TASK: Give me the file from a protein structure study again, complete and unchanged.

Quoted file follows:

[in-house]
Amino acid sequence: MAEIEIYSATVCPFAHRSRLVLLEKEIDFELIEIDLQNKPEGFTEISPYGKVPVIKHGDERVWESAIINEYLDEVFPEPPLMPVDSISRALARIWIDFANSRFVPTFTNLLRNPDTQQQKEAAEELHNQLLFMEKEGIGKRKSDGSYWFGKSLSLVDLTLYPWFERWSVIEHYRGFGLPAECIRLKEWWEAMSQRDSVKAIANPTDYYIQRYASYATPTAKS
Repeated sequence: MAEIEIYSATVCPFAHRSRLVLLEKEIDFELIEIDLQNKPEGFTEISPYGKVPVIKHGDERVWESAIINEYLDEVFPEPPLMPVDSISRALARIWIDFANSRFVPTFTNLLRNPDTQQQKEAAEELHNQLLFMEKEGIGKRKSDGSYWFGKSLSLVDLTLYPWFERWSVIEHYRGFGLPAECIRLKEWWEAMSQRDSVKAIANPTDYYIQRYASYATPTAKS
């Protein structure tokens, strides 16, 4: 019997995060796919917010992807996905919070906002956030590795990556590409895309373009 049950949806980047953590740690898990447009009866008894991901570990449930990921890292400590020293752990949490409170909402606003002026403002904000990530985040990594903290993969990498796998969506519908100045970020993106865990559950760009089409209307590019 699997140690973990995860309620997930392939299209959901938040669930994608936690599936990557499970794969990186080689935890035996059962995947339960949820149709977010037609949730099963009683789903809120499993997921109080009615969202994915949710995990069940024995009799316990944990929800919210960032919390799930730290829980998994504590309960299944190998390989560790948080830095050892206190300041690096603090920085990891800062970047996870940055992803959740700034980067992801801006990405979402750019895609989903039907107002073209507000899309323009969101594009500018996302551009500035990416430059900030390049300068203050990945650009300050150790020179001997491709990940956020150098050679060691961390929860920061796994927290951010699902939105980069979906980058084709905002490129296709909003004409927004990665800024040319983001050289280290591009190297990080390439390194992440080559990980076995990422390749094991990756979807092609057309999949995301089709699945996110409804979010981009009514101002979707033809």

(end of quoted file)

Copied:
[in-house]
Amino acid sequence: MAEIEIYSATVCPFAHRSRLVLLEKEIDFELIEIDLQNKPEGFTEISPYGKVPVIKHGDERVWESAIINEYLDEVFPEPPLMPVDSISRALARIWIDFANSRFVPTFTNLLRNPDTQQQKEAAEELHNQLLFMEKEGIGKRKSDGSYWFGKSLSLVDLTLYPWFERWSVIEHYRGFGLPAECIRLKEWWEAMSQRDSVKAIANPTDYYIQRYASYATPTAKS
Repeated sequence: MAEIEIYSATVCPFAHRSRLVLLEKEIDFELIEIDLQNKPEGFTEISPYGKVPVIKHGDERVWESAIINEYLDEVFPEPPLMPVDSISRALARIWIDFANSRFVPTFTNLLRNPDTQQQKEAAEELHNQLLFMEKEGIGKRKSDGSYWFGKSLSLVDLTLYPWFERWSVIEHYRGFGLPAECIRLKEWWEAMSQRDSVKAIANPTDYYIQRYASYATPTAKS
């Protein structure tokens, strides 16, 4: 019997995060796919917010992807996905919070906002956030590795990556590409895309373009 049950949806980047953590740690898990447009009866008894991901570990449930990921890292400590020293752990949490409170909402606003002026403002904000990530985040990594903290993969990498796998969506519908100045970020993106865990559950760009089409209307590019 699997140690973990995860309620997930392939299209959901938040669930994608936690599936990557499970794969990186080689935890035996059962995947339960949820149709977010037609949730099963009683789903809120499993997921109080009615969202994915949710995990069940024995009799316990944990929800919210960032919390799930730290829980998994504590309960299944190998390989560790948080830095050892206190300041690096603090920085990891800062970047996870940055992803959740700034980067992801801006990405979402750019895609989903039907107002073209507000899309323009969101594009500018996302551009500035990416430059900030390049300068203050990945650009300050150790020179001997491709990940956020150098050679060691961390929860920061796994927290951010699902939105980069979906980058084709905002490129296709909003004409927004990665800024040319983001050289280290591009190297990080390439390194992440080559990980076995990422390749094991990756979807092609057309999949995301089709699945996110409804979010981009009514101002979707033809």